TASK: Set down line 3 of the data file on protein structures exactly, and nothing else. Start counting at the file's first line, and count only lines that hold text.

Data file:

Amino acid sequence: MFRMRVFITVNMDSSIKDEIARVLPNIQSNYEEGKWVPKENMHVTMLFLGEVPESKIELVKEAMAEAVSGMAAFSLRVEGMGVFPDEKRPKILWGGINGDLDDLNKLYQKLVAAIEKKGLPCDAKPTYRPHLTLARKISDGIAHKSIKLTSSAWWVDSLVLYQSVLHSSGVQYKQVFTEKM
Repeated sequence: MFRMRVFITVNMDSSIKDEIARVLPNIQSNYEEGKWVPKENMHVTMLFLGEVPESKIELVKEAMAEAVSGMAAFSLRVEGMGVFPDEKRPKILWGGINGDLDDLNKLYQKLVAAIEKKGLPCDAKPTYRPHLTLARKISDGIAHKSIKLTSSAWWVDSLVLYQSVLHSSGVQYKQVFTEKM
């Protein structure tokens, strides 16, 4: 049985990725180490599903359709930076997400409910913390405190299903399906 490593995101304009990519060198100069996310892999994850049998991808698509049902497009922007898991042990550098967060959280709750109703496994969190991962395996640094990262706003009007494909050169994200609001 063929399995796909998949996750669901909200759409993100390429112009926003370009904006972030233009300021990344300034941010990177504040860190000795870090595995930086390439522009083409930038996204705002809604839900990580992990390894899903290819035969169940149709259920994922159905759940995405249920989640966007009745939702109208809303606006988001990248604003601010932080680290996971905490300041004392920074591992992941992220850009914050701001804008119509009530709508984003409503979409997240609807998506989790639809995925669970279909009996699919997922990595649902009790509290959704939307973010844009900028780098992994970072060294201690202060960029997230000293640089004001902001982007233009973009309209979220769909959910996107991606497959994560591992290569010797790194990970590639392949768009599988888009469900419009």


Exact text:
């Protein structure tokens, strides 16, 4: 049985990725180490599903359709930076997400409910913390405190299903399906 490593995101304009990519060198100069996310892999994850049998991808698509049902497009922007898991042990550098967060959280709750109703496994969190991962395996640094990262706003009007494909050169994200609001 063929399995796909998949996750669901909200759409993100390429112009926003370009904006972030233009300021990344300034941010990177504040860190000795870090595995930086390439522009083409930038996204705002809604839900990580992990390894899903290819035969169940149709259920994922159905759940995405249920989640966007009745939702109208809303606006988001990248604003601010932080680290996971905490300041004392920074591992992941992220850009914050701001804008119509009530709508984003409503979409997240609807998506989790639809995925669970279909009996699919997922990595649902009790509290959704939307973010844009900028780098992994970072060294201690202060960029997230000293640089004001902001982007233009973009309209979220769909959910996107991606497959994560591992290569010797790194990970590639392949768009599988888009469900419009």